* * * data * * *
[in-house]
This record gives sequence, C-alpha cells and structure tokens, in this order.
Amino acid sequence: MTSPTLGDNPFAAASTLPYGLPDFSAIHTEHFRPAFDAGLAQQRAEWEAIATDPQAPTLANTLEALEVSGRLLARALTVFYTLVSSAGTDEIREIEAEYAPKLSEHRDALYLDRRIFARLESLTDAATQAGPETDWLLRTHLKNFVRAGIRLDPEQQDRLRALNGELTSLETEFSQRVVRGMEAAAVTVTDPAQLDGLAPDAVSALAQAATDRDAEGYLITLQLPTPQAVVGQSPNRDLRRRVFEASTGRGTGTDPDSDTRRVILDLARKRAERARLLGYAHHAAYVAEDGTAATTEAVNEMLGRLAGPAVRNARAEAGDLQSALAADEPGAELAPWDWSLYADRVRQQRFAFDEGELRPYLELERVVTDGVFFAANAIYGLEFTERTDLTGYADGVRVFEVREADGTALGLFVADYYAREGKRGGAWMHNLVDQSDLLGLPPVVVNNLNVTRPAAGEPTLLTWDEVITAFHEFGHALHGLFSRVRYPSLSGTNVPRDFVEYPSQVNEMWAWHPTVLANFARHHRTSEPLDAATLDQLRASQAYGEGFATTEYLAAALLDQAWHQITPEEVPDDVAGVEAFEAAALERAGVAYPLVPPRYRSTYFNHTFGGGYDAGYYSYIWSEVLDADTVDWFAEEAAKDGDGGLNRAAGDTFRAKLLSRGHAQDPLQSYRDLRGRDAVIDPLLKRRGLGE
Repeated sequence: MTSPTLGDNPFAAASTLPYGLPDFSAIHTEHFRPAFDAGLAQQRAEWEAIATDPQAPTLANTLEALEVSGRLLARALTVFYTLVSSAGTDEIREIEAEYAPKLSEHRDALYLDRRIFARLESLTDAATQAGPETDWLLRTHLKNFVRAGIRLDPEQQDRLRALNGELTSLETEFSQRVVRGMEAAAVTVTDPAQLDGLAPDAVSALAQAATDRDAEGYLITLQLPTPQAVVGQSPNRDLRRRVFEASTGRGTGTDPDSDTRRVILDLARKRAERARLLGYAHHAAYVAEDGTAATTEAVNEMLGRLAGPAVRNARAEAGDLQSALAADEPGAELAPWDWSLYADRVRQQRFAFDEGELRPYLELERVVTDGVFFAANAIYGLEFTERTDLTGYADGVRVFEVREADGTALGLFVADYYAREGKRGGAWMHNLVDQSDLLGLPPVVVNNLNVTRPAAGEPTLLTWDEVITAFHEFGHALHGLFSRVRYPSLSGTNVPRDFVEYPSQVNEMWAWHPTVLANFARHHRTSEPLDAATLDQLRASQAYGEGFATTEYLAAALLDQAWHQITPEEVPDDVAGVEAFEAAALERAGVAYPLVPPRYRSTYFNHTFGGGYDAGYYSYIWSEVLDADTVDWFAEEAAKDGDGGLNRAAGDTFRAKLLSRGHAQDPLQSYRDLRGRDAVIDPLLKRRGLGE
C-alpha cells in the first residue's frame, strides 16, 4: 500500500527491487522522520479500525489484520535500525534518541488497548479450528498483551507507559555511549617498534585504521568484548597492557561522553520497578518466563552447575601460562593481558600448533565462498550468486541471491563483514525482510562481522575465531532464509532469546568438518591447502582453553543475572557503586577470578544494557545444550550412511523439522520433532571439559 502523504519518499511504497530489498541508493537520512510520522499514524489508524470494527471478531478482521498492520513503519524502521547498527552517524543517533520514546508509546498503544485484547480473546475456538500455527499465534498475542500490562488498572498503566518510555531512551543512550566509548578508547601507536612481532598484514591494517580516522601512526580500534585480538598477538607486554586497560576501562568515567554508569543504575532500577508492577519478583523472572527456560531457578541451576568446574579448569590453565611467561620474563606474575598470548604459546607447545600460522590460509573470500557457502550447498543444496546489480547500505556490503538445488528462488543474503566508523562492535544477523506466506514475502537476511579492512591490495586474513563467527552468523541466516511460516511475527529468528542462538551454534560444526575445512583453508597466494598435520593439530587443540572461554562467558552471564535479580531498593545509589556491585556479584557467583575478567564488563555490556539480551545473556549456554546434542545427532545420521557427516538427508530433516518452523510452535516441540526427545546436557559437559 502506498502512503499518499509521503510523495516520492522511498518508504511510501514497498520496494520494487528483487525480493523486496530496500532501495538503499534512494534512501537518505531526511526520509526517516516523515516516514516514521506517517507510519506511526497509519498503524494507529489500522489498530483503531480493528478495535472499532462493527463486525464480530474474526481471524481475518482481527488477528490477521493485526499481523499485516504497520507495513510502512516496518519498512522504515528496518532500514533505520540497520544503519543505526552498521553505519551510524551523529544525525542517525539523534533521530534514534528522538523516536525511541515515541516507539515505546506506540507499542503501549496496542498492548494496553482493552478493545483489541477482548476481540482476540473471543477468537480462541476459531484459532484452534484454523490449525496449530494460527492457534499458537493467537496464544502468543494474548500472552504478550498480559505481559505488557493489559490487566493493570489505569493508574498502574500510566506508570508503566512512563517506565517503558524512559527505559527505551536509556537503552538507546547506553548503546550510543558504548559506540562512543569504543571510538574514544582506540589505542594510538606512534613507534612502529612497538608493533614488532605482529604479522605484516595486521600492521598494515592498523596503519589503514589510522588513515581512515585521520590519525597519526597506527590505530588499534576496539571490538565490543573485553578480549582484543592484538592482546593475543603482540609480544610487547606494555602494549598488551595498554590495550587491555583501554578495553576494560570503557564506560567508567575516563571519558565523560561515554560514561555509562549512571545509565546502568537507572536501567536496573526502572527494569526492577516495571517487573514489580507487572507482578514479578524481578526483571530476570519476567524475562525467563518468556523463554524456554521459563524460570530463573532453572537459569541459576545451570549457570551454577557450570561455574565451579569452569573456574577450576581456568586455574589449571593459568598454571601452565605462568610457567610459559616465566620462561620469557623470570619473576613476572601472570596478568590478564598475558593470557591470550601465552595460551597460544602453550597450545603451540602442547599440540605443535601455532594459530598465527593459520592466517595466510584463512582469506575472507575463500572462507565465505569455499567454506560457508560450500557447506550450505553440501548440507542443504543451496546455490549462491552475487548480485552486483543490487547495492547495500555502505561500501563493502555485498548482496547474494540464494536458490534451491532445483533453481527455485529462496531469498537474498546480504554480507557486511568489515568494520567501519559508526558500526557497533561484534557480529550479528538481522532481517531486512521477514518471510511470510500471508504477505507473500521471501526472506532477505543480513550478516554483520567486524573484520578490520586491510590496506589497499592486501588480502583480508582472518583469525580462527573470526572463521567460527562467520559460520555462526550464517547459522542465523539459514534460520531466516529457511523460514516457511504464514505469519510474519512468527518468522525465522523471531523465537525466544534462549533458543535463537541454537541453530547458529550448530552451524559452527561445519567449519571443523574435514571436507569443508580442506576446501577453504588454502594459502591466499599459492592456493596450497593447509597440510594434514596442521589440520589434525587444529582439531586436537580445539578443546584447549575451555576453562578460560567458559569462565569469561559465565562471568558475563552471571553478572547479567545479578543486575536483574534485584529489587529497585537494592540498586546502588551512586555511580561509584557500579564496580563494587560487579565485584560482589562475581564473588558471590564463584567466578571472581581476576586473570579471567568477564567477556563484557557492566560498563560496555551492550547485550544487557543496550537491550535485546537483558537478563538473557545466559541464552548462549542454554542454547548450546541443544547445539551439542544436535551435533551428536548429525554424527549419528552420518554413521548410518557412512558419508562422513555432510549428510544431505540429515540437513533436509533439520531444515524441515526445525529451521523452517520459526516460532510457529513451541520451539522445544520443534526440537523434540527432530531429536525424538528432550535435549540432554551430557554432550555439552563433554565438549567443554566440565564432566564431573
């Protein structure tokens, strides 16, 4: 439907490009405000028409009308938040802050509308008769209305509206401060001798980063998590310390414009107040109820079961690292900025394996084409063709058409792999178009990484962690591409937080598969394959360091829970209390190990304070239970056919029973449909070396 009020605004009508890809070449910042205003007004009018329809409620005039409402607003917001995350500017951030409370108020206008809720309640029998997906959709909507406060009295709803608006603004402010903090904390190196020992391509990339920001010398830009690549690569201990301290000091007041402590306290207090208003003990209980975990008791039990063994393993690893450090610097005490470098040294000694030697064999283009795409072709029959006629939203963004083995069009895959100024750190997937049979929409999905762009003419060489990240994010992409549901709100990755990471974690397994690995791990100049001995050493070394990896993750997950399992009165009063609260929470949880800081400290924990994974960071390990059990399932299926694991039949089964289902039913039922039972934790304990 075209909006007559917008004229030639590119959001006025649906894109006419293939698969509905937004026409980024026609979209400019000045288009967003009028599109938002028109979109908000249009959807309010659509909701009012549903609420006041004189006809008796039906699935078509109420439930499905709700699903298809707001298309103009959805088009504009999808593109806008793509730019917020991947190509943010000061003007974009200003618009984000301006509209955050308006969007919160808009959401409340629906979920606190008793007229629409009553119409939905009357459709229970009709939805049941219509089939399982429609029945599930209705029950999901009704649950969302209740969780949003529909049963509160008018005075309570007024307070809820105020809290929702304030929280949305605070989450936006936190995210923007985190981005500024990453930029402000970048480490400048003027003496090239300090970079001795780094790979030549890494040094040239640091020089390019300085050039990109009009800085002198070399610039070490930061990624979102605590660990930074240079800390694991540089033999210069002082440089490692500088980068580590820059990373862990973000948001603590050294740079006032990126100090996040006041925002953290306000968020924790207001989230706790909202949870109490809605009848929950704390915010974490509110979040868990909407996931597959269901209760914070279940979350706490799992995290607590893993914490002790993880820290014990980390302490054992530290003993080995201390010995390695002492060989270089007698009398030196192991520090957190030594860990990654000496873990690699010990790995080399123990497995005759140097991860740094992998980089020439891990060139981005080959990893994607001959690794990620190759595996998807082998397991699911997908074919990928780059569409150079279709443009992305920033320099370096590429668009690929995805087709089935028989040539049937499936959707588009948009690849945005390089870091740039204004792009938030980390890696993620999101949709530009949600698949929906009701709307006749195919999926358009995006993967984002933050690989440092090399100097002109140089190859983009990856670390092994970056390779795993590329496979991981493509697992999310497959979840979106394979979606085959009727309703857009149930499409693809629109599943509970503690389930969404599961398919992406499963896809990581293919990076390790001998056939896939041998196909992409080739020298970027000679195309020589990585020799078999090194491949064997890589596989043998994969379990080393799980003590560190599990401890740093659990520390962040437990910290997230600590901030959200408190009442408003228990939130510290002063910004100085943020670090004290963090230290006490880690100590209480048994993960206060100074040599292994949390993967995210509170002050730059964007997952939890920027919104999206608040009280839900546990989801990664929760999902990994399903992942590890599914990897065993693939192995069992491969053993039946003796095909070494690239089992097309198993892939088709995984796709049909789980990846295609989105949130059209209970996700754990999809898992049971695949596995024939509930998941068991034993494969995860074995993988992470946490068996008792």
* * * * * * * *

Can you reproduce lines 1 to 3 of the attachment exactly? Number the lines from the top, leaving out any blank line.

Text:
[in-house]
This record gives sequence, C-alpha cells and structure tokens, in this order.
Amino acid sequence: MTSPTLGDNPFAAASTLPYGLPDFSAIHTEHFRPAFDAGLAQQRAEWEAIATDPQAPTLANTLEALEVSGRLLARALTVFYTLVSSAGTDEIREIEAEYAPKLSEHRDALYLDRRIFARLESLTDAATQAGPETDWLLRTHLKNFVRAGIRLDPEQQDRLRALNGELTSLETEFSQRVVRGMEAAAVTVTDPAQLDGLAPDAVSALAQAATDRDAEGYLITLQLPTPQAVVGQSPNRDLRRRVFEASTGRGTGTDPDSDTRRVILDLARKRAERARLLGYAHHAAYVAEDGTAATTEAVNEMLGRLAGPAVRNARAEAGDLQSALAADEPGAELAPWDWSLYADRVRQQRFAFDEGELRPYLELERVVTDGVFFAANAIYGLEFTERTDLTGYADGVRVFEVREADGTALGLFVADYYAREGKRGGAWMHNLVDQSDLLGLPPVVVNNLNVTRPAAGEPTLLTWDEVITAFHEFGHALHGLFSRVRYPSLSGTNVPRDFVEYPSQVNEMWAWHPTVLANFARHHRTSEPLDAATLDQLRASQAYGEGFATTEYLAAALLDQAWHQITPEEVPDDVAGVEAFEAAALERAGVAYPLVPPRYRSTYFNHTFGGGYDAGYYSYIWSEVLDADTVDWFAEEAAKDGDGGLNRAAGDTFRAKLLSRGHAQDPLQSYRDLRGRDAVIDPLLKRRGLGE